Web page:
OXI! When Greece fought back
Next week, on October 28 Greeks celebrate their victory over Italian Fascist dicator Mussolini’s army, it was the first Alied victory against the Axis Powers.
A Greek soldier sits on one of the captured Italian mini tanks, the French made L 3 – 35. The better resourced and larger Italian Army was routed by the smaller but more adept and ferocious Greek Army making this the first Allied victory in World War II.
It is 1940 and Italy’s Fascist dictator, Benito Mussolini, is feeling inadequate. His ally Adolf Hitler has conquered most of Europe, and even the once mighty France capitulated to the Nazis after only seventeen days of fighting. Mussolini’s choice for a show of strength was Greece, a nation then of only seven million people.
The invasion route was the Albanian Greek border. All that remained was to deliver an ultimatum to Greece demanding Italian troops occupy the country, or Italy would declare war and invade.
Mussolini gave the Greek dictator, General Metaxas, three hours to reply. In the early morning hours of the 28th of October 1940, Metaxas rejected the ultimatum and rumour has it that he replied with a single word: “OXI!” (pronounced Ohee, meaning “NO!”)
Mussolini did not wait for Metaxas’ reply.
Five heavily armed divisions of Italian soldiers began moving from Italian controlled Albania over the border into Greece. Italy had ten times the fire-power of Greece and overwhelming air and sea superiority, but expectations of an easy Italian victory quickly evaporated.
After a 25 kilometre advance inside Greece, 200,000 Italian troops were halted for days by a ragged army of Greek soldiers in mismatched uniforms.
Though Italians outnumbered them by more than two-to-one, the Greeks astonished the Italian generals with their courage, their strategic knowledge, their tenacity and their artillery’s precision. Greek forces had six mortars for each division against the invader’s sixty. Greeks were outnumbered and under-resourced yet drove the Italian forces back deep into Albania.
Greece’s victory provided a rallying cry for the demoralised British and other European nations in their war against the Hitler and his allies.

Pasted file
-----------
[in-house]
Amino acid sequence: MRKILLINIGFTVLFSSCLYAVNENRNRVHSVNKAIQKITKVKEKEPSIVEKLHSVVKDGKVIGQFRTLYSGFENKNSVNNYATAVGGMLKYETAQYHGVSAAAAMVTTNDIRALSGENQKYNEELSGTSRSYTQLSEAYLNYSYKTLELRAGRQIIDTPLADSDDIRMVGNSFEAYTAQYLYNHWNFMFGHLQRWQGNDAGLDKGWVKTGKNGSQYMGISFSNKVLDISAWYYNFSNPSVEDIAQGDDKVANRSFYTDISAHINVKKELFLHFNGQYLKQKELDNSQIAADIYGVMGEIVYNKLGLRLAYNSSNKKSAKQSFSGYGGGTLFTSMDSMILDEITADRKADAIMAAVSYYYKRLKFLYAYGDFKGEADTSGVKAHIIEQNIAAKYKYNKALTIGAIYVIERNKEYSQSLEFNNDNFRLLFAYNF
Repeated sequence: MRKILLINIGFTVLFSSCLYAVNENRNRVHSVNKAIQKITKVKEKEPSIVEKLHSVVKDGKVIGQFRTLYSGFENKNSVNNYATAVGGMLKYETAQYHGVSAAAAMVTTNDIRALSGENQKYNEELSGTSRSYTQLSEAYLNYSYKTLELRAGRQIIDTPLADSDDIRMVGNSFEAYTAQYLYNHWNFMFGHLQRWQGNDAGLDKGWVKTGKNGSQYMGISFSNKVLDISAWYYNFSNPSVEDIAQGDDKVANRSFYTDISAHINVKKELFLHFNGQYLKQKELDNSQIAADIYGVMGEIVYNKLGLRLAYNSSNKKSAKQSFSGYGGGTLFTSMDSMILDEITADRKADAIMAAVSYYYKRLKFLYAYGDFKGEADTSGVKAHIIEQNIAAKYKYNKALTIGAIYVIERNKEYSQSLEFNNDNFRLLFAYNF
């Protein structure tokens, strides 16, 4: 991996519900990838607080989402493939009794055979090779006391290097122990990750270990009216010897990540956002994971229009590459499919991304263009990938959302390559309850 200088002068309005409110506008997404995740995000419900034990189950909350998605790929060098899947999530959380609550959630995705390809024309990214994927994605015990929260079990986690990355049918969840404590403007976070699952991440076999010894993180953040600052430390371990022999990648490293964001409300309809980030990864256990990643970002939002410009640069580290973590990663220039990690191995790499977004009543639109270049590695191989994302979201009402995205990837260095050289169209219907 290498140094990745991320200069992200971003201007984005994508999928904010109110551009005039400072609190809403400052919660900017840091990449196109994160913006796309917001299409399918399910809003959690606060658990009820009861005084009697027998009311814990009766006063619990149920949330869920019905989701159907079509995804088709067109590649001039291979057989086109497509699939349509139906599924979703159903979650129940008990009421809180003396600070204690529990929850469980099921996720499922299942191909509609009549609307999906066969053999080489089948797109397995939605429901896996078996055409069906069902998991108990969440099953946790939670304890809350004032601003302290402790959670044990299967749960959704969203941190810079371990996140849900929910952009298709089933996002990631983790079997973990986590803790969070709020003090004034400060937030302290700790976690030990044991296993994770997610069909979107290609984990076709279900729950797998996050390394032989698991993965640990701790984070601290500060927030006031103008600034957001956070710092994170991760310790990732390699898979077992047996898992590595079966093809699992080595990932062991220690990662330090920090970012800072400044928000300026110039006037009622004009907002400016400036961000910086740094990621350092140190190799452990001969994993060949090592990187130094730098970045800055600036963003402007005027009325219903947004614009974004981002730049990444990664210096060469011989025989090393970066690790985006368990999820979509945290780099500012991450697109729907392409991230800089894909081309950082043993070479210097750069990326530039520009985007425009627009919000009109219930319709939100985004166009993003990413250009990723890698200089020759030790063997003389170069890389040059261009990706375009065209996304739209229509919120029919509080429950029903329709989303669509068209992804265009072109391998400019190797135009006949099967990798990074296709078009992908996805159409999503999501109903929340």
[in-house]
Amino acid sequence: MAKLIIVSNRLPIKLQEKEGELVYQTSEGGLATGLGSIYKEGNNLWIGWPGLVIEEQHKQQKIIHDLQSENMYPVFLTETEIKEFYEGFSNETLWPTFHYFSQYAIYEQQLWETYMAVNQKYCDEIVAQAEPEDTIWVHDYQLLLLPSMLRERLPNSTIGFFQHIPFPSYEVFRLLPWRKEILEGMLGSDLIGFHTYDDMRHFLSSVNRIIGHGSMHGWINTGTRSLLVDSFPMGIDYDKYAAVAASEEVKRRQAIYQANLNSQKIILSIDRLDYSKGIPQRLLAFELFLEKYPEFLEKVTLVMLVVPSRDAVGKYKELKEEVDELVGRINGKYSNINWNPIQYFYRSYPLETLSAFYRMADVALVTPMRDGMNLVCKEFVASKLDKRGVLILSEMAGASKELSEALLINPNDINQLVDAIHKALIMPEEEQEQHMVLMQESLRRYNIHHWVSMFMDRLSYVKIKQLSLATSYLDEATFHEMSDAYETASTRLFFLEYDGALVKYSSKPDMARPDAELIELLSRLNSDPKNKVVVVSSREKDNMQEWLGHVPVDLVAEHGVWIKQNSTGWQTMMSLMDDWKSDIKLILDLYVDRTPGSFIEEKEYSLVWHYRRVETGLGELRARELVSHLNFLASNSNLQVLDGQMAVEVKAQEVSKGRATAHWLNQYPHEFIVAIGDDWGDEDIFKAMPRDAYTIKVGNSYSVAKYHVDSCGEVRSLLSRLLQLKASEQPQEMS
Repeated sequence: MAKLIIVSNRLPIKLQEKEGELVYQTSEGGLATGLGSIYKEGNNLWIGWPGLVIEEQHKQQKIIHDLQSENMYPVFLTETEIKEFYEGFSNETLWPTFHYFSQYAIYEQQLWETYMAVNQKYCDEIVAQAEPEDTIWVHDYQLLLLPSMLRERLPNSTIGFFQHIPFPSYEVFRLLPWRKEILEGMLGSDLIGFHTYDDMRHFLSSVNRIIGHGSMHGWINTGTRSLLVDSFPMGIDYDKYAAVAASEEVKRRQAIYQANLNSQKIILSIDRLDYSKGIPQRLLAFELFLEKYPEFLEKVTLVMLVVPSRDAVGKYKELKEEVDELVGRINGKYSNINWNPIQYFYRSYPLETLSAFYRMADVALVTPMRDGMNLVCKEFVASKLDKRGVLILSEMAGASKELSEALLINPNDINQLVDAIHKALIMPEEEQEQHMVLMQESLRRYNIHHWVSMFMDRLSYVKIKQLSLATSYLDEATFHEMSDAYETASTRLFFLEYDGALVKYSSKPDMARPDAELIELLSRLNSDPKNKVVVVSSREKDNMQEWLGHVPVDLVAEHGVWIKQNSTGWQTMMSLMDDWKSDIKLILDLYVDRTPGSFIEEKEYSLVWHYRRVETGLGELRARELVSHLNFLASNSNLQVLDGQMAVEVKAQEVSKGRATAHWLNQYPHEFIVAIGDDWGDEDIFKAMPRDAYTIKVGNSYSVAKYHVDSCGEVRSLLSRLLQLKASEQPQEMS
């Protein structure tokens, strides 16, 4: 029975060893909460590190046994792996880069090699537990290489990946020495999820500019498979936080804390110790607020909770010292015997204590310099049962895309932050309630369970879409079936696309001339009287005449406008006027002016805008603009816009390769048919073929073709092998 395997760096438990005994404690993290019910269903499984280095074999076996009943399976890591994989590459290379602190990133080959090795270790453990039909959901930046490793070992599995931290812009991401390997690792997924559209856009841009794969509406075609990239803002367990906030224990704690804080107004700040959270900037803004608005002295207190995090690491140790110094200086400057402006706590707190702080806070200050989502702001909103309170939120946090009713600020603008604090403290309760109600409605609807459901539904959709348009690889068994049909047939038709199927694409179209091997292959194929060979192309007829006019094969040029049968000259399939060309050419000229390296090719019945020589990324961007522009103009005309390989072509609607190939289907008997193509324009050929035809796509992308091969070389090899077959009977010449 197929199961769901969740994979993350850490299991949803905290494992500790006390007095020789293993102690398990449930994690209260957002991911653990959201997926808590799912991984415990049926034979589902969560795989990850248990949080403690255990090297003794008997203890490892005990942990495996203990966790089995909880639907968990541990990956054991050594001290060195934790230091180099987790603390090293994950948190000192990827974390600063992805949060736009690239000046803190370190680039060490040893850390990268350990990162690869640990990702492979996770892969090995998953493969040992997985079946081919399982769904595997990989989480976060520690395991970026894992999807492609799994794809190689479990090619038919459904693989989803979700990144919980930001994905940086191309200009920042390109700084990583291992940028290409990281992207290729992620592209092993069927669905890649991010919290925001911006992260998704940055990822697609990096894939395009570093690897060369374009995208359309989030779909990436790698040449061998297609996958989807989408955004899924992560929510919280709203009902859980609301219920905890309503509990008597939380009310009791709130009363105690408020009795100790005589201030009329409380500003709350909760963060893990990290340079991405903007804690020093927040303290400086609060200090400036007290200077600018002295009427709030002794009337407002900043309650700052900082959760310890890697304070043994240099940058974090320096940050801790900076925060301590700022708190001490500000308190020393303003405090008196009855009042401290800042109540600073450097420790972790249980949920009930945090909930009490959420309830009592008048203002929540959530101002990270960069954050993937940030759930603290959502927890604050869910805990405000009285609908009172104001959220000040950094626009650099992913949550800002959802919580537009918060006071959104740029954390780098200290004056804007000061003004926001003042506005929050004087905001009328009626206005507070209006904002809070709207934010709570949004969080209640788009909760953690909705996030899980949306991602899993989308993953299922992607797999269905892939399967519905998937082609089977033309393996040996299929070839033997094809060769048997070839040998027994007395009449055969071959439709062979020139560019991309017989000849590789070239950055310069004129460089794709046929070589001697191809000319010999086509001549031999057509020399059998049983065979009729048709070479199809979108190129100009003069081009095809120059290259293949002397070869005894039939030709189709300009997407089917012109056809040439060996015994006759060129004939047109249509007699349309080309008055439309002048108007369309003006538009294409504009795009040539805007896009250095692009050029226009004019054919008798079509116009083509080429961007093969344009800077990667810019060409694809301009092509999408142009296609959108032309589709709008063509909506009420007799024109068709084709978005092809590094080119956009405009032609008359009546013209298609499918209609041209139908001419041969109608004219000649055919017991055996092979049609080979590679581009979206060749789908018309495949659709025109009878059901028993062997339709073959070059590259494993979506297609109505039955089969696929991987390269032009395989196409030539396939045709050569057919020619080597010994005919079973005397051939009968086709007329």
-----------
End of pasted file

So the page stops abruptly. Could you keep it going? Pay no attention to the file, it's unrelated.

The women of Greece supplied clothing, food, and support to the resistance in extreme winter conditions. Large groups of women would stand arm-in-arm for hours in icy rivers and streams to slow the waters enough to permit the movement of equipment and supplies to the front.
Within four weeks of the invasion Greeks not only drove the Italian army back into Albania but continued to pursue them into Albania.
Mussolini replaced the commanding general several times and finally assumed command of the campaign himself. He tried to rouse his troops to victory with speeches reminding them of the legacy of their predecessors, the ancient Romans, but to no avail.
By December of 1940, the Greek army had liberated a third of Albania, better known as Northern Epirus. There was even serious concern expressed by key Italians that the Greek armed forces would cross the Adriatic Sea and invade Italy itself.
By the end of the five month campaign, 12,500 Italians returned home as casualties of war; 13,800 were buried in the frozen winter soil of northern Greece; 25,000 were missing in action; and 40,000 were POWs held by the Greek Army.
All major US and British media covered the Greeks’ victory over Mussolini.
It was the first defeat of the Axis powers and the first liberation of territory captured by the Axis powers.
The Greek success outraged Hitler. Greece had succeeded in defeating their ally, Italy.
On January 29, 1941 General Metaxas died. The new Greek Prime Minister, Alexander Koryzis sent a note to the British Government reaffirming Greece’s determination to resist a German attack. Metaxas had refused to openly align himself with Britain in fear of German invasion.
The Germans were forced to invade due to the Italian failure in April of 1941 and after two months of fierce fighting, overwhelmed the Greeks. The Greek army comprised of disabled soldiers from the Albanian campaign, ordinary citizens, men, women, the youth and the elderly. On the island of Crete civilians and resistance fighters attacked and killed German paratroopers as they landed, those without guns used pitchforks.
Over 10,000 German soldiers died and thousands were wounded trying to invade Crete making it Germany’s first significant troop loss. The Greeks saved the lives of many Australian Diggers in Crete. British wartime Prime Minister Winston Churchill said of the Greek Resistance: “Today we say that Greeks fight like heroes, from now on we will say that heroes fight like Greeks.” The Greek Resistance struck down the German forces and destroyed much of their equipment. The impact was great enough to force the Germans to divert 50 battalions to Greece, though they desperately needed them on the Eastern front.
The fighting delayed Germany’s invasion plans and campaign against Russia. The Greek Resistance overturned German plans to occupy Moscow before the onset of the deadly Russian winter.
Metaxas was not instrumental in the resistance to Fascism, it was the Greek citizens that consciously united behind the belief of the defence of their country, and their desire to become a democratic nation again.
Under Axis Occupation over 300,000 civilians died from starvation and thousands more through German reprisals.
Yet the Greek Resistance, proved to be one of the most effective resistance movements in Europe. Franklin D. Roosevelt said, “The timeless character of the Greek was shining brightly for all to see: passionate, determined, and proud.”
On 28 October 1940, Greece the template of Western civilization shone bright
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